Our team was split on the last two options.The free option was a last resort and was not debated. The team was split because some people were worried about customer response to the larger commission rate. We decided to test the largest commission rate during the sales calls we had scheduled with several ski resorts.
Getting price feedback
For the first sales call we committed to trying the larger commission rate. When the topic of price came up, my coworker gave me a nervous smile and nod. I stated the price was 20% of a lift ticket. I then explained the additional value a person on the resort represents beyond a lift ticket. To our delight, the person on the call accepted the commission rate without hesitation. The call continued and a proposal was sent. We were thrilled with the result of the call and the pattern continued. Of the next five calls, only one pushed back on the commission rate after we explained the value proposition. Our pricing model was a success. We were providing enough value to ski resorts that they were willing to pay us a sizable percentage of a lift ticket to bring people to their mountain. The last challenge in front of us remained closing the deals.
Closing the deal 
Unluckily for us, the most eager customer was the ski resort who pushed back on our pricing. The resort manager explained they were a discount ski resort who regularly ran promotions. He worried their margins were not large enough to support the prices we were quoting. After a little back and forth it was determined we would follow up with a new price that would meet his needs.
As a team we came up with three new pricing options.
– 15% of total value of the customer
– 20% of the price of a lift ticket
– $7 fixed price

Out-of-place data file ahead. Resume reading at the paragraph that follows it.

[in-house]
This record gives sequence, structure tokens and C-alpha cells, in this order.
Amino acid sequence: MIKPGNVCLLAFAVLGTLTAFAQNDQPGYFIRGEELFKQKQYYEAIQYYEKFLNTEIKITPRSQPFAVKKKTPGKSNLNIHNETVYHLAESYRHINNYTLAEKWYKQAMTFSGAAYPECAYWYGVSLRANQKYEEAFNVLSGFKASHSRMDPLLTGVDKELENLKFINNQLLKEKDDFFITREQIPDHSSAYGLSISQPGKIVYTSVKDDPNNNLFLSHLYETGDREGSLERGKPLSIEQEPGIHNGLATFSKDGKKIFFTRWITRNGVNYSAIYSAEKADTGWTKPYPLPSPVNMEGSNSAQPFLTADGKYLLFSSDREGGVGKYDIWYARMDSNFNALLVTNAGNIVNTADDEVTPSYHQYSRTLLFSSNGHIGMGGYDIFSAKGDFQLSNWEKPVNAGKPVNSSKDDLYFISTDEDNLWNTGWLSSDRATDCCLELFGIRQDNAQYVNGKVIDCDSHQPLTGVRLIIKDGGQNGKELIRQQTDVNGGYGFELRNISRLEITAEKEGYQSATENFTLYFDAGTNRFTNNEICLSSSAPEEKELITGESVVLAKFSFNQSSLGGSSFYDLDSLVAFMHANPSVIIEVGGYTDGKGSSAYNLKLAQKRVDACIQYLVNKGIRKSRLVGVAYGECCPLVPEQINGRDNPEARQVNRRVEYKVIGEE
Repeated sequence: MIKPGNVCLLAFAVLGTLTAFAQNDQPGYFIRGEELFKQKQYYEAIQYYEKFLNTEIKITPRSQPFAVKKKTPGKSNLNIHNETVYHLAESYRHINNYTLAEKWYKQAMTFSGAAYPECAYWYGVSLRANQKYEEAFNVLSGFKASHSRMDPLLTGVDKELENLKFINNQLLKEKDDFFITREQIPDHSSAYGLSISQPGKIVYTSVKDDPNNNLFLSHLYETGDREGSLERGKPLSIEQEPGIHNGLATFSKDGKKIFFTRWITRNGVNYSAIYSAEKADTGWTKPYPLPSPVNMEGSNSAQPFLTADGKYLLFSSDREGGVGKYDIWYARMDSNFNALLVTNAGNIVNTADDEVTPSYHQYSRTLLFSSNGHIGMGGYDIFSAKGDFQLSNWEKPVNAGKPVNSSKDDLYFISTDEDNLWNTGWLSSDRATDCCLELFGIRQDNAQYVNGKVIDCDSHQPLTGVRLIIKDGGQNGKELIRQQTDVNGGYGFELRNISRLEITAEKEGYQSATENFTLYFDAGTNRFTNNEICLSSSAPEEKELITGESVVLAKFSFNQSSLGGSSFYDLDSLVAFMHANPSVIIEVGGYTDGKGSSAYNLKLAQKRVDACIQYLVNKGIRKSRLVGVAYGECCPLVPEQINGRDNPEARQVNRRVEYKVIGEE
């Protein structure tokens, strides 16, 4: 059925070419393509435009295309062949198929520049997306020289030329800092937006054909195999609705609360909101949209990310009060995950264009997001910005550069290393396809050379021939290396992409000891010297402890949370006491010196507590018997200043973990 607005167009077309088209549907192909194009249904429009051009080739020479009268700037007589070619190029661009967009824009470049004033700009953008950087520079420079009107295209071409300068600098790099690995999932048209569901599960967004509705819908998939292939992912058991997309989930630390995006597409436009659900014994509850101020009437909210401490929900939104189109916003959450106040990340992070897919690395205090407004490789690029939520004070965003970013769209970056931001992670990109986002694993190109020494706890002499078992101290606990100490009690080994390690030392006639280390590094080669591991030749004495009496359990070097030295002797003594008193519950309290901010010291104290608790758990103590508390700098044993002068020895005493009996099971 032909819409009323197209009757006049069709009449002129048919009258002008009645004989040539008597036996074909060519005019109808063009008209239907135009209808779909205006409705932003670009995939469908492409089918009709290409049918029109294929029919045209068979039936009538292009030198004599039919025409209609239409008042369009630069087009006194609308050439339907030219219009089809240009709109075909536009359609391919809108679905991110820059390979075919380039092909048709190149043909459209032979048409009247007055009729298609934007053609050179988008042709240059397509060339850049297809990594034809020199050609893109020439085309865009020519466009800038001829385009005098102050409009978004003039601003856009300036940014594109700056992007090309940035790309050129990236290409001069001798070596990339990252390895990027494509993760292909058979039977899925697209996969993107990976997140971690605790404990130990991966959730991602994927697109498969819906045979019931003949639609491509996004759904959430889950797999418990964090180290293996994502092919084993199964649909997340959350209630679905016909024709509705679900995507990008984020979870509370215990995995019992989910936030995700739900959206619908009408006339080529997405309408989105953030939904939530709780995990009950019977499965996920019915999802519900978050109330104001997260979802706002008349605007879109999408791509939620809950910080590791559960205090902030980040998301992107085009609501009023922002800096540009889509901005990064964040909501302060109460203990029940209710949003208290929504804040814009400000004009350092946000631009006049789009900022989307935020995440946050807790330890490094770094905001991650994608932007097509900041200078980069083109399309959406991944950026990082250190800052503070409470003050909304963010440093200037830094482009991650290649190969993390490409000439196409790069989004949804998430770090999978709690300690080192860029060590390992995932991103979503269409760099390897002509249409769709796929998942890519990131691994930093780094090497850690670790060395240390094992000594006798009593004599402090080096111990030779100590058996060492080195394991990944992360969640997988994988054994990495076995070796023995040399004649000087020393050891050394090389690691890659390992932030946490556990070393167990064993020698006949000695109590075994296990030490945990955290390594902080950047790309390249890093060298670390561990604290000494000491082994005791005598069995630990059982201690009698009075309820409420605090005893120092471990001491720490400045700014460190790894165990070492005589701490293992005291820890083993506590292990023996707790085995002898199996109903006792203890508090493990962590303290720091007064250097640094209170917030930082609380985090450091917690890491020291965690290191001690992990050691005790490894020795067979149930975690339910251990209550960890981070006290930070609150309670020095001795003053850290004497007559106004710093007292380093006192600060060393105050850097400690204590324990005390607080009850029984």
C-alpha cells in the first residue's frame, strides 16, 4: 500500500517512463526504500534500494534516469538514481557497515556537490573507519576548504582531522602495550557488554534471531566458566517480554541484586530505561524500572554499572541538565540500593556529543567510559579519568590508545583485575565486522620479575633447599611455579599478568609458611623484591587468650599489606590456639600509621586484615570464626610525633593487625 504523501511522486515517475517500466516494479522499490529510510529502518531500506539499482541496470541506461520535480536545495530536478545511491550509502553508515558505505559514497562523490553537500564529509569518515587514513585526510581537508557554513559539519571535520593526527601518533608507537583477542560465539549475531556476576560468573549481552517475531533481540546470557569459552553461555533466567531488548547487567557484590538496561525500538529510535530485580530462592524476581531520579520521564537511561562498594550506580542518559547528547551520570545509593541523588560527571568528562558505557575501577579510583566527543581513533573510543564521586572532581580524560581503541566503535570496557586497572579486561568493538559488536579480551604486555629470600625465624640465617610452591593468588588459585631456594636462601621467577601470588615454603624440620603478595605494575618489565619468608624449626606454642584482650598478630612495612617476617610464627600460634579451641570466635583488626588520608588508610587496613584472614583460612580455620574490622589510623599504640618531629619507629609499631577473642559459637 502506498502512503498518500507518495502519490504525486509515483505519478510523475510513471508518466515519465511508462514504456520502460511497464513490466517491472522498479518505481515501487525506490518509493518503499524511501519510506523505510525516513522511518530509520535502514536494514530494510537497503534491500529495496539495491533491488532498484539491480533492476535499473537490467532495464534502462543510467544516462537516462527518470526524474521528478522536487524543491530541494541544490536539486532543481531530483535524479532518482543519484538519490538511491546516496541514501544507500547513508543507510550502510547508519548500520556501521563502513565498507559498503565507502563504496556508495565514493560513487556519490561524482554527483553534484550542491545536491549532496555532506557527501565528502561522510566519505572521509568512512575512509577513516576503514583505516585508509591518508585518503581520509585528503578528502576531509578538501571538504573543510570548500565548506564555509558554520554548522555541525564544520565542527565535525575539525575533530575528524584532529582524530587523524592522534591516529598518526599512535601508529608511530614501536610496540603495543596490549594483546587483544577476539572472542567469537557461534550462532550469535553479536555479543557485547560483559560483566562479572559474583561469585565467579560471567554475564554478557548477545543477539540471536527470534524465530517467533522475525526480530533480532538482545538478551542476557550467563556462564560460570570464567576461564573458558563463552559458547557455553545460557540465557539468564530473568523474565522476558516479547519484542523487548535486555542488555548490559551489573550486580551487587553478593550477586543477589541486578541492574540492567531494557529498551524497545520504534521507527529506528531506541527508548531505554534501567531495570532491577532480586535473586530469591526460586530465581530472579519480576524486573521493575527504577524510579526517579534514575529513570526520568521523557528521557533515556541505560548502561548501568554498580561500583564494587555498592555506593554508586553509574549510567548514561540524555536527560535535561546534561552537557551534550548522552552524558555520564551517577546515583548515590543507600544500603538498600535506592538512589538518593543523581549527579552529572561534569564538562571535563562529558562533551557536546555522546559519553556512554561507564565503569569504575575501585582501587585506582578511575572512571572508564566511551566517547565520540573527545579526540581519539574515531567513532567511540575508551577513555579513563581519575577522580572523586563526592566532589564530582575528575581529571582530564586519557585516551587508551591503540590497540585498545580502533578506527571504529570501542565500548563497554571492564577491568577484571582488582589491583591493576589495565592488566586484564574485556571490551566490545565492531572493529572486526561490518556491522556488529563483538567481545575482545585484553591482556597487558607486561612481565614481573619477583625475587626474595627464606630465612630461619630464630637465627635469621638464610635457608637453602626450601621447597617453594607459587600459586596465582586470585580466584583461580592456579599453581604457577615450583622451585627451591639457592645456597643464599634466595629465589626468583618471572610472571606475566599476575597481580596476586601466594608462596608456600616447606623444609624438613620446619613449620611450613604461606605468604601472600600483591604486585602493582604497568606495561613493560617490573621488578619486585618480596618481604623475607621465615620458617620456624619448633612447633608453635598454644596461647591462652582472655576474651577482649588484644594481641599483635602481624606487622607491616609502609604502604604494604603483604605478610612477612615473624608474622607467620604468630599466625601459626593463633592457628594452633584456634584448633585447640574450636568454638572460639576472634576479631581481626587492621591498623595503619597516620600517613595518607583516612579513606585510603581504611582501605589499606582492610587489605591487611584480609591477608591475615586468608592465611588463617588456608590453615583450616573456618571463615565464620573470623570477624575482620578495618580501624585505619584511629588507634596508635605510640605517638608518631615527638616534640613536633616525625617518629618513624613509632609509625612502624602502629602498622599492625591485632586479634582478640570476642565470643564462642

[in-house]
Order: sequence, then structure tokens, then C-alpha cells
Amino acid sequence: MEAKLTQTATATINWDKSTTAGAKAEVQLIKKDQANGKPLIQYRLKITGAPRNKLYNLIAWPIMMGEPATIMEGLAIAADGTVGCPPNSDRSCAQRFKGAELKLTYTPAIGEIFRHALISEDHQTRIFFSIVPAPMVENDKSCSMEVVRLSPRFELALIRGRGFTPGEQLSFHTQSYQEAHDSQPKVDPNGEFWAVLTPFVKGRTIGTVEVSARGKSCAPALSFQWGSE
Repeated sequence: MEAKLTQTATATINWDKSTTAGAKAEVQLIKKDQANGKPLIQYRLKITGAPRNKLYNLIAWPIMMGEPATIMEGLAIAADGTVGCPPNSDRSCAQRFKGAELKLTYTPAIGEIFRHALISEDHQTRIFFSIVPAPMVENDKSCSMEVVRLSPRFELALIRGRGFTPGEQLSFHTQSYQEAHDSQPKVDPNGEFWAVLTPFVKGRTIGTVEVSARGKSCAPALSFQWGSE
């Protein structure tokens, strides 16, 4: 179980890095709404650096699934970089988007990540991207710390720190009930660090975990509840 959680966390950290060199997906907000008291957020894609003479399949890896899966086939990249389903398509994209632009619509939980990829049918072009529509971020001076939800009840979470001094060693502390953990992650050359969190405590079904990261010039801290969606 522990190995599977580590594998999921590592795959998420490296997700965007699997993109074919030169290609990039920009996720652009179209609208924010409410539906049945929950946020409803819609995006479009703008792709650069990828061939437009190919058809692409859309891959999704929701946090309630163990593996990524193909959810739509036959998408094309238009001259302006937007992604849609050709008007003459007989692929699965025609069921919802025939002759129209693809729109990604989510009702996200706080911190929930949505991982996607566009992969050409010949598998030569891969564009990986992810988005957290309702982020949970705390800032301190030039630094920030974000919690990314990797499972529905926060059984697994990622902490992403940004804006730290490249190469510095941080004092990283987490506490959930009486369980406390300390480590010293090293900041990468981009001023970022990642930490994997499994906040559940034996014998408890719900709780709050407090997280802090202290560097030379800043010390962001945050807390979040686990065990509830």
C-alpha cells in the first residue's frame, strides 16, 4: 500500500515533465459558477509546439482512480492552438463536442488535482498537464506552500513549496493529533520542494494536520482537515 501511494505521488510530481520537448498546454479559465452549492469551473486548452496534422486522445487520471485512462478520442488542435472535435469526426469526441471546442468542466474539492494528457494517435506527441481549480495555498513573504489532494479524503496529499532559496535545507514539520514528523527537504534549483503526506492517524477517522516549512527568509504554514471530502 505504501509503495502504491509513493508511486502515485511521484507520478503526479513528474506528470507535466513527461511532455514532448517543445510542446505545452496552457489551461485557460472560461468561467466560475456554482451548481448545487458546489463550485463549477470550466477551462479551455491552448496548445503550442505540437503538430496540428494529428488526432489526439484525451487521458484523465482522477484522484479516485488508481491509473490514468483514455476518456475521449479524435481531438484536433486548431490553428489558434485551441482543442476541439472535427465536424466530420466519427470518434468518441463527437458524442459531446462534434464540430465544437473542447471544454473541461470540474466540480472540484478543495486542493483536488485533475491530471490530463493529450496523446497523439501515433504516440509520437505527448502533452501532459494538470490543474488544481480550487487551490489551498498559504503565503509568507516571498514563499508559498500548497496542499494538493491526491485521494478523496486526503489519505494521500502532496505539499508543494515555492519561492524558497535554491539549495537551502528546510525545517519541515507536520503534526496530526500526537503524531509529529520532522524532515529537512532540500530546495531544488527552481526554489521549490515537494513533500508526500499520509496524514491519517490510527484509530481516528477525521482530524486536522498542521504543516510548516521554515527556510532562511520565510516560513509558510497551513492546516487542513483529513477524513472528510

Our goal was to get the fixed price. The other two options were included as possibilities in case the resort manager wanted to change our assumptions about his business.
To explain the prices I sent a spreadsheet with a simple value proposition. There were highlighted fields with our assumptions about his business. He was free to change any of the highlighted values and choose from the three price options. The spreadsheet looked like this:
Shortly after sending the value proposition via email, we received a reply choosing the fixed price option of $7 per person. The email also contained a purchase order number. We had closed our first revenue generating partnership!
Conclusion
Value-based pricing was critical for Rootless’ transition into the ski resort ride-sharing market. The value models we created helped identify a new market, determine a fair price, and close deals. Our experience with value-based pricing provided a great learning opportunity and demonstrated the importance of providing and capturing value. While our company was not successful in the long term, we survived the winter.
About the Author
Aaron Williams is a software developer for LeveragePoint.  Previously he was the CEO and co-founder of a ride-sharing startup, Rootless, Inc and a software engineer for Cisco Systems. He is passionate about new technology, startups, and traveling. Mr. Williams holds a BS in Electrical and Computer Engineering from The Ohio State University.